Use of ethnobotanical criteria for conservation assessment of plants used for respiratory diseases in Lake Victoria region, Tanzania
Otieno, J. N.
Orodho, John Aluko
Okemo, P. O.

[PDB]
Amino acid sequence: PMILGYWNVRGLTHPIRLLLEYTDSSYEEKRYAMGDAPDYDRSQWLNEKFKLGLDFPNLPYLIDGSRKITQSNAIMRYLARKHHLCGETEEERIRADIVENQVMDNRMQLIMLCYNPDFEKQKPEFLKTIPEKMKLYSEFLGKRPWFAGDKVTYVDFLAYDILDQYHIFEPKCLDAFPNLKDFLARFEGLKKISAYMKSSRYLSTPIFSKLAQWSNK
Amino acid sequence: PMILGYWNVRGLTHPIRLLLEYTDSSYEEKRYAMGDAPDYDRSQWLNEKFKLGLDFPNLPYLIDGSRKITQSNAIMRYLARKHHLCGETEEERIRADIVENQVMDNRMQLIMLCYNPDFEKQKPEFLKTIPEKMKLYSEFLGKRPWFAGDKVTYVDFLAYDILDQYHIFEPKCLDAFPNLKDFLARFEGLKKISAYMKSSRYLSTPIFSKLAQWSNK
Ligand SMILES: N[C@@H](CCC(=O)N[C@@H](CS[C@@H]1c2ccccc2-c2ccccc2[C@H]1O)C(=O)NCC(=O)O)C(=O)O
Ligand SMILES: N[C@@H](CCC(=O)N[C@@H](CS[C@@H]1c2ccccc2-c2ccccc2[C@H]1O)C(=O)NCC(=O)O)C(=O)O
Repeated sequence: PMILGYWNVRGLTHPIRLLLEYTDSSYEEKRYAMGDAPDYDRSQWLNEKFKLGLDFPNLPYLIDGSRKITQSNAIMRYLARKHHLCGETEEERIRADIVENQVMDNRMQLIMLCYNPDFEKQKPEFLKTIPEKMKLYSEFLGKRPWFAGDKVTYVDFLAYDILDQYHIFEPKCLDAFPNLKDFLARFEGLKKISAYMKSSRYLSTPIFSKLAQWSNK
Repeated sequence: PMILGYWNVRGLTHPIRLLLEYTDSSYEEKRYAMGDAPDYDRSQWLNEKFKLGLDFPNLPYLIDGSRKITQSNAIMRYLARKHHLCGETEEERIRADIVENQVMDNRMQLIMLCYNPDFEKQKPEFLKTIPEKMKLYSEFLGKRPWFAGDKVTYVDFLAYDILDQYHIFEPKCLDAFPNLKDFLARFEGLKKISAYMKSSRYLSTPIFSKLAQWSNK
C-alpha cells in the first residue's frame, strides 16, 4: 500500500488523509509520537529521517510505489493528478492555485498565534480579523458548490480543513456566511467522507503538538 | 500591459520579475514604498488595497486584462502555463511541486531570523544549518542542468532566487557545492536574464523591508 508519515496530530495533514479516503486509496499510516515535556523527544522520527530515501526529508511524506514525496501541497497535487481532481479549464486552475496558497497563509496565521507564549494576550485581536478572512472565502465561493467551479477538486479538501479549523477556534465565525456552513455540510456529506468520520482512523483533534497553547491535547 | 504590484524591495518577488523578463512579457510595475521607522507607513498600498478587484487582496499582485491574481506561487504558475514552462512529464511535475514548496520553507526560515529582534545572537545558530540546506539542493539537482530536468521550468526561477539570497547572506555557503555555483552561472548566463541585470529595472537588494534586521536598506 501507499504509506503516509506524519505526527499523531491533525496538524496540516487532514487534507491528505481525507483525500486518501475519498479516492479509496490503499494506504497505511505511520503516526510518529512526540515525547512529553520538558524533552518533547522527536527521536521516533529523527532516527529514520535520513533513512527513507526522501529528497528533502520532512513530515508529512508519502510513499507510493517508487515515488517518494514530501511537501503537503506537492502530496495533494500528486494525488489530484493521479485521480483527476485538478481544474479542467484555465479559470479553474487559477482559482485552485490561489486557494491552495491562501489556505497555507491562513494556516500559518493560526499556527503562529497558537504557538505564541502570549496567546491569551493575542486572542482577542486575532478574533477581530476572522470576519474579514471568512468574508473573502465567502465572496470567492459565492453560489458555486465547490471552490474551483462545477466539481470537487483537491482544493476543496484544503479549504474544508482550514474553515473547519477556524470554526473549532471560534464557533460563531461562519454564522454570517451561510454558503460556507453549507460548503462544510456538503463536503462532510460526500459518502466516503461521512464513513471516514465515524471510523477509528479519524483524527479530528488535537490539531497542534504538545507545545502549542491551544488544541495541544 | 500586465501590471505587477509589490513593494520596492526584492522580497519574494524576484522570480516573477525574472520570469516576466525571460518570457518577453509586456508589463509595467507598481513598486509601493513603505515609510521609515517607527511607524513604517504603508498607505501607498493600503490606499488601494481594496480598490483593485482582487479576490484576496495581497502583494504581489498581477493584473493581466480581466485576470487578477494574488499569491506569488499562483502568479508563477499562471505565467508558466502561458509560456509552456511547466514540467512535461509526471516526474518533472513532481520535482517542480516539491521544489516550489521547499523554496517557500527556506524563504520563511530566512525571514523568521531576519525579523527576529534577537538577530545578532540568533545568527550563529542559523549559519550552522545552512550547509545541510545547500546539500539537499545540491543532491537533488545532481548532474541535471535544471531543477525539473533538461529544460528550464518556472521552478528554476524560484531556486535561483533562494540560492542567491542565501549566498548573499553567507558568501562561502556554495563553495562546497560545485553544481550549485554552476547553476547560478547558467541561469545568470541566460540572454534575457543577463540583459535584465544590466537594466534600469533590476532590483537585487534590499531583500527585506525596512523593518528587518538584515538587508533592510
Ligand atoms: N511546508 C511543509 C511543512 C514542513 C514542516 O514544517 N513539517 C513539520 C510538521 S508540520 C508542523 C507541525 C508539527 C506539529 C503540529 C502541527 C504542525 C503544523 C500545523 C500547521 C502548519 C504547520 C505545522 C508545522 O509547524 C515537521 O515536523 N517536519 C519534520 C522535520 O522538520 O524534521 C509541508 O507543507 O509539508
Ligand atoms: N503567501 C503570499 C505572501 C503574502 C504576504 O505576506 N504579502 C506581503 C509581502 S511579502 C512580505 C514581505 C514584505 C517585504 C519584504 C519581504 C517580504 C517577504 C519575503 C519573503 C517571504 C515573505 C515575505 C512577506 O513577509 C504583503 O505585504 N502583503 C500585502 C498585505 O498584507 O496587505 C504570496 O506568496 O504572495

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The focus of the paper was to use an ethnobotanical approach to identify for conservation, priority medicinal plants used for respiratory diseases in Lake Victoria region of Tanzania. Recent incidences of respiratory diseases profoundly affect plant diversity as they lead to selective consumerism of plant species. Trend of respiratory diseases in Lake Victoria region is alarming due to highest HIV prevalence. Likewise, a trend in exploitation of medicinal plants for management of respiratory diseases is alarming. Open ended questionnaires and focus group discussions were used for collecting ethnobotanical information from 37 traditional health practitioners on the use of herbal remedies against various respiratory diseases. Guideline by the international union for conservation of nature (IUCN) medicinal plant specialist group was used to assess qualitative distribution of indicator species through ethnographic methods. A protocol for conservation assessment management plan was used to prioritize limited number of species for ex-situ conservation. Ethnobotanical parameters, value – index and legislation-index were used for scoring in two-dimensional manner. Scoring analysis highly prioritized non-timber plants including Rubia cordifolia, Crassocephalum manii and Pavetta crassipes for conservation over timber species. From the findings, it was recommended that conservation assessment of medicinal plants could be appropriately achieved by considering local uses of plants in participatory manner.